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Island Food Circle helps bring local fare to your home

Island Food Circle, a nonprofit initiative by Sustainable Bainbridge, is a recently launched online service dedicated to helping island shoppers find outlets that offer local food and products.   - Image courtesy of Carolyn Goodwin
Island Food Circle, a nonprofit initiative by Sustainable Bainbridge, is a recently launched online service dedicated to helping island shoppers find outlets that offer local food and products.
— image credit: Image courtesy of Carolyn Goodwin

Think global, eat local.

That’s the thinking behind Island Food Circle, an online service launched last month and designed to help shoppers find locally produced foods and easily identify restaurants and retailers that actively support local fare and farming.

Island Food Circle is a project by Sound Food, a nonprofit group based on Bainbridge Island.

Founded in 2007 as an initiative of Sustainable Bainbridge, Sound Food’s mission is to help island residents find and use local food. The Island Food Circle project was created in partnership with area farmers who nominate program members based on purchasing history. Each member business has a track record of making local food a significant part of their product offering.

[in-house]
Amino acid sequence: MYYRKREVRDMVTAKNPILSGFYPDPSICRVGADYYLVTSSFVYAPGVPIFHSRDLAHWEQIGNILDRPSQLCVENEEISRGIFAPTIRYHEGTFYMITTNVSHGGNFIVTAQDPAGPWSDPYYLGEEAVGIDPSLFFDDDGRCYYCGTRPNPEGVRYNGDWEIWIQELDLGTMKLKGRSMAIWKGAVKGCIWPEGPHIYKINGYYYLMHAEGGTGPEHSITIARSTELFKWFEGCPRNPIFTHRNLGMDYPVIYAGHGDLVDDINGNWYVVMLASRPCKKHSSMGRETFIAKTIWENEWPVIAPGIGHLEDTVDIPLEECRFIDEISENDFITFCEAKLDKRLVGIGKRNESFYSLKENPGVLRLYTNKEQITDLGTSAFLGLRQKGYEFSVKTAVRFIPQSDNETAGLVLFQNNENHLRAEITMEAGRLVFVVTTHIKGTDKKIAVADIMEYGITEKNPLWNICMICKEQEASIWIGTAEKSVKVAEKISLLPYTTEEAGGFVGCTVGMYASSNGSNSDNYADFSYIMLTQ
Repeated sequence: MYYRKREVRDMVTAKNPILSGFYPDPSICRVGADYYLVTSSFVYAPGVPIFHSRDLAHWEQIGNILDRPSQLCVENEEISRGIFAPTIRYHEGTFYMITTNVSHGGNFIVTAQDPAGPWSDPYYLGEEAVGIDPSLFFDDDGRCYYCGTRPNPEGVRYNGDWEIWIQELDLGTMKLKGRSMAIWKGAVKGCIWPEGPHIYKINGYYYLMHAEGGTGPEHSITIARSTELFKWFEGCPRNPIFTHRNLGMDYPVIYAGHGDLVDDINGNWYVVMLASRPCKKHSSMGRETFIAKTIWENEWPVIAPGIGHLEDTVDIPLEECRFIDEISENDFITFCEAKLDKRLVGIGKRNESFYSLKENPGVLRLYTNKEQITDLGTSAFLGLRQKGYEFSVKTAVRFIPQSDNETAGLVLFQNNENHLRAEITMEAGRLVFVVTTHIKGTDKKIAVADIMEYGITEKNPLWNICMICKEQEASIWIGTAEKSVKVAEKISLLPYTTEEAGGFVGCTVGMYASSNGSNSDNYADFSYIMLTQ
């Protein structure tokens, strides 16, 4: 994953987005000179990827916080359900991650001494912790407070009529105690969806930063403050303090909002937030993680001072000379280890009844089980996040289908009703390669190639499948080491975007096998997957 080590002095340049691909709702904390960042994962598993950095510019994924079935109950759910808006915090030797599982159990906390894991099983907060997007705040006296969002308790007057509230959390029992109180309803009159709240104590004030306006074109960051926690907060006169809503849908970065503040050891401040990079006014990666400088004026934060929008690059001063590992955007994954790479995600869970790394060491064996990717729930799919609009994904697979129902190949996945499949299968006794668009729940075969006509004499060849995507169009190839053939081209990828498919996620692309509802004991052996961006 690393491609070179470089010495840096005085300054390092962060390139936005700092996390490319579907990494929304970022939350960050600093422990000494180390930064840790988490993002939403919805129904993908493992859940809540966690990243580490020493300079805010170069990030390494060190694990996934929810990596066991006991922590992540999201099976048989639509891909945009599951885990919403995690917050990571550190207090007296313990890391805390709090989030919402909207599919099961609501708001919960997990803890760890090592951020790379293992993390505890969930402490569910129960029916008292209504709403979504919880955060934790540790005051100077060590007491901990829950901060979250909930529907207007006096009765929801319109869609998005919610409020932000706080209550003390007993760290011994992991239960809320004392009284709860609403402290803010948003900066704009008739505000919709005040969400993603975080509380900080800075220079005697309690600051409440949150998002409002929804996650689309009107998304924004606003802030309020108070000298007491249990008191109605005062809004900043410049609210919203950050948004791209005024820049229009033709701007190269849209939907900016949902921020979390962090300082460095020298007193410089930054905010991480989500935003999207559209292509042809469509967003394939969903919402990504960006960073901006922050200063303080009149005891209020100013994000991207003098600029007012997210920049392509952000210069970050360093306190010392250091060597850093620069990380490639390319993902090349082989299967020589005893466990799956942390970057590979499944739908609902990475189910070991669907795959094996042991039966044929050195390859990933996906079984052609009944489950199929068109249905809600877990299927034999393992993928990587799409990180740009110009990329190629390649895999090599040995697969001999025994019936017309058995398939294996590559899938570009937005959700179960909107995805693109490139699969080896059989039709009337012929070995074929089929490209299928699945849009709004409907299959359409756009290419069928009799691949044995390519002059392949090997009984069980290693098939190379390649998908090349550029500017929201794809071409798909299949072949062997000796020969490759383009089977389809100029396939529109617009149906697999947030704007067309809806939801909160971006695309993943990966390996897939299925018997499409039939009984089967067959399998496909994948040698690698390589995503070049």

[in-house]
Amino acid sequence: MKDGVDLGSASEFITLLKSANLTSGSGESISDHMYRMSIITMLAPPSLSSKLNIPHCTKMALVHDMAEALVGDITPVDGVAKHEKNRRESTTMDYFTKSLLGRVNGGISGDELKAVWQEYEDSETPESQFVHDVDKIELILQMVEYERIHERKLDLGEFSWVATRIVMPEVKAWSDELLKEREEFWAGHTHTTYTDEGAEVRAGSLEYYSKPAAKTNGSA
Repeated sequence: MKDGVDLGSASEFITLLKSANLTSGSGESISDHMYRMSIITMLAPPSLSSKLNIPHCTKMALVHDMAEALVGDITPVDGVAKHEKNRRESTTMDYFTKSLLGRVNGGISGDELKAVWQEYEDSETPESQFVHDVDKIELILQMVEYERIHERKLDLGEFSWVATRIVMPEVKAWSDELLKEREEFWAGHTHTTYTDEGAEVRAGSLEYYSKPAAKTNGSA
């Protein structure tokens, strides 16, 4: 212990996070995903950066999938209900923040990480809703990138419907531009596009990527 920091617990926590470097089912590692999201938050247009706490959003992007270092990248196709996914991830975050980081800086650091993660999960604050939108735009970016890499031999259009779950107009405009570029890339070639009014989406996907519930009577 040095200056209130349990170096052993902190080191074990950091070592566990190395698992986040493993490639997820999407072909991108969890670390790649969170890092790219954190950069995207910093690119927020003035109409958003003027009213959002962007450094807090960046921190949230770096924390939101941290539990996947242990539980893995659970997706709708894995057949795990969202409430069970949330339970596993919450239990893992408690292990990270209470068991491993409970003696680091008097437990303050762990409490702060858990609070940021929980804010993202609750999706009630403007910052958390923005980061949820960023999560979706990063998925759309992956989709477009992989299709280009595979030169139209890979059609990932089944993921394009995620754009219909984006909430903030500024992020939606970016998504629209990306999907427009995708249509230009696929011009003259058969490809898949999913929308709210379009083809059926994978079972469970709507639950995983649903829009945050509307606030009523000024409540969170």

“In addition to an online Island Food Circle Guide, we created decals for member businesses to display on their doors and brochures that list all participating businesses,” explained Carolyn Goodwin, program manager for Sound Food. “Bainbridge Islanders care about where their food comes from and how it was grown; now they have a quick way to find businesses that share those values.”

The online food guide, which details where shoppers can find local fare including vegetables, eggs, milk, meats, cheeses and more, can be found at www.soundfood.org.

“There are so many exciting food-related things happening in Kitsap now,” Goodwin said. “There are new food producers and growers, as well as new outlets. From fermenters to peanut butter makers, an increasing number of value-added food producers are appearing and there are more outlets for their products. The Market at Bay Hay & Feed, Heyday Farm’s new retail outlet and Pane d’Amore’s local food section are just a few examples of new retail outlets making local food available seven days a week.”

“An increasing number of island restaurants feature local food on their menus,” she added.

Rather than just a directory, Goodwin said that Island Food Circle program is more like a cooperative effort by many informed parties involved at the foundation levels of the local food scene.

“One thing that makes this program different is that the member restaurants and retailers are selected based on recommendations from the farmers and food producers themselves,” she said. “They are the best source for [learning] which businesses are consistently buying locally.”

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